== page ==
ENGLISH ABSTRACT: An age old question within the language sciences has been whether linguistic experience influences how people perceive reality. The possible linguistic influence on thought is what is known as linguistic relativity. Experimentally rigorous psycholinguistic approaches provide an understanding of this kind of relationship between language and thought. These empirical techniques have been adopted in this study to investigate evidence of linguistic relativity in Dholuo. The study specifically explores relativity effects as evidenced in the behaviour of Dholuo-EnglishKiswahili (DEK) multilingual individuals. The investigations were carried out under the linguistic domains of stasis (spatial frames) and kinesis (motion events), both wrapped within the spatial realm. Each of the domains was probed both at a linguistic and a non-linguistic level. A total of two hundred and thirty DEK multilingual speakers were engaged through the photo-object spatial reference frames task, the mirror image task, the verbal motion event construal task and the nonverbal motion event categorization task. Additionally, forty first language (L1) Kiswahili speakers were also engaged through the verbal motion event construal task and the non-verbal motion event categorization task. The latter group was included for comparison. These experiments were conducted under different language contexts; for the DEK group, the spatial reference tasks were carried out both in Dholuo and English; the motion event tasks were performed under Dholuo, English and Kiswahili contexts; while the L1-Kiswahili group performed under Kiswahili context. The results of the investigations were analysed and interpreted through the theoretical lenses of the thinking-for-speaking hypothesis, the grammatical aspect approach, multicompetence theory as well as cognitive grammar. For the investigations on spatial reference frames, the findings revealed an unrestricted availability of multiple spatial reference frames in Dholuo – a state referred to as “referential promiscuity”. The multiplicity of the spatial reference frames was linked to but not directly attributed to the multicompetence of the DEK participants. The linguistic promiscuous state of Dholuo provides multiple options for Dholuo speakers to spatially encode phenomena in a way that is missing in other languages which have a single spatial frame. This is a case of linguistic relativity at the linguistic level. In the motion event experiments, the findings revealed that Dholuo construes motion events by focussing on the ongoing phase of the events, a behaviour that is typical of languages that grammatically mark aspectual distinctions. The grammatical aspect hypothesis attributes the preference for the restricted viewpoint to the imperfective (progressive) aspect in these languages. Dholuo thus aligns with grammatical aspect hypothesis as would be expected of aspect languages. The restricted viewpoint of motion event obligatorily imposed on the Dholuo speakers by the imperfective (progressive aspect) in the language is proof of linguistic relativity at the linguistic level. The L1-Kiswahili group’s findings were similar to those of the DEK group. The study however failed to show sufficient evidence of linguistic relativity at the non-linguistic level for both the spatial reference and the motion event investigations. Instead there was evidence of conceptual convergence due to possibly a shared grammatical category of Dholuo, English and Kiswahili at the non-linguistic level of the motion event tasks.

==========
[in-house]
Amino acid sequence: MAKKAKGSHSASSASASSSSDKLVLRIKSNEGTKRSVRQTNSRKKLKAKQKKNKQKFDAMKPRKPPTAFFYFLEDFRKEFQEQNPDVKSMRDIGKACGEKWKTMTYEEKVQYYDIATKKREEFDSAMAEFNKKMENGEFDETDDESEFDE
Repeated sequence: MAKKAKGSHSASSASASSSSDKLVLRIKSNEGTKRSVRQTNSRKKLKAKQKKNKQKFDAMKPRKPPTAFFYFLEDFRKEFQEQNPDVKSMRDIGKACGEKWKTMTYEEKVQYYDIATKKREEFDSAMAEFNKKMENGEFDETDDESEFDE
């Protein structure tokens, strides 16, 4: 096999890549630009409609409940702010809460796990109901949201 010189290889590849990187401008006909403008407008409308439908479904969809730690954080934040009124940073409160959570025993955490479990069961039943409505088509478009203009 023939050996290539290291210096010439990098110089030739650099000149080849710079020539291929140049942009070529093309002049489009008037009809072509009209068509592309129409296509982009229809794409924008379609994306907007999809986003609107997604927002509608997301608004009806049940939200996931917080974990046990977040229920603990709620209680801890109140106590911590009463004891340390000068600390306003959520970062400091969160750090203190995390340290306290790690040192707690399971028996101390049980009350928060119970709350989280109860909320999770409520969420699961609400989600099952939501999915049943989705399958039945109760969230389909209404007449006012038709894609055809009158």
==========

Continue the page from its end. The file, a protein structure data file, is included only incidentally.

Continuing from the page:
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    Literacy practices in and out of school in multilingual Kenya : an ethnographic study of Tana River County
    (Stellenbosch : Stellenbosch University, 2022-03) Abiyo, Rehema Bona; Oostendorp, Marcelyn; Stellenbosch University. Faculty of Arts and Social Sciences. Dept. of General Linguistics.
    ENGLISH ABTRACT: This dissertation investigated the literacy practices in the multilingual context of Tana River County, Kenya. It aimed to understand the types of literacy practices children are exposed to, and engaged in, both in and out of school. The study was guided by the theoretical framework of ‘Critical Literacy’ (Freire, 1996). Within this broader framework of critical literacy, two specific theoretical concepts were used to understand the specific context, namely ‘Multiliteracies’ (The New London Group, 1996) and ‘Linguistic Citizenship’ (Stroud, 2001). The research was conducted in the Tana River County of Kenya, specifically within the Tsana village of the Pokomo language speakers’ community. The research used a qualitative design and the methodology used was linguistic ethnography. The participants in the study included teachers, grade 3 students and their parents. Data collection instruments for this included in-depth interviews, observations, documents analysis, children’s written narratives, and collection of literacy artifacts and linguistic landscapes. Data were collected over six months and analysed through thematic analysis. Findings from this study revealed that in this community the children are exposed to different literacy practices within the school and the community. The literacy resources in school are available in English which is the language of school. Within the community, the literacy practices are mostly articulated in the local languages. The literacy practices in this community are complex and presented themselves in a way that local languages can be appreciated. While the Pokomo language was missing in the school, it was used extensively for local practices such as village public announcements. In addition, Pokomo was present in the linguistic landscape of the village such as on murals, and traditional artifacts. This shows that the members of the Tsana village still value their local language and showcase it in unique places. The study also revealed that on one hand, teachers were not giving access to all available literacy materials (such as the tablets and mother tongue storybooks) for the learners in the classroom despite their availability in the school. The homes of the children were mostly literacy poor, and there was minimal parental involvement in the learning of the children. Through the children’s narrative writing activity, the study also revealed that children are very resourceful. Their relationship in meaning-making has an emotional link to their homes, to their out-of-school literacy experiences, and their relationship to writing is intimately linked to their experiences of schooling. By acknowledging the value of what learners bring from their informal learning from their homes to school, teachers can tap into the strengths of the learners and build them in the classroom as a way of multimodal learning that utilizes local resources.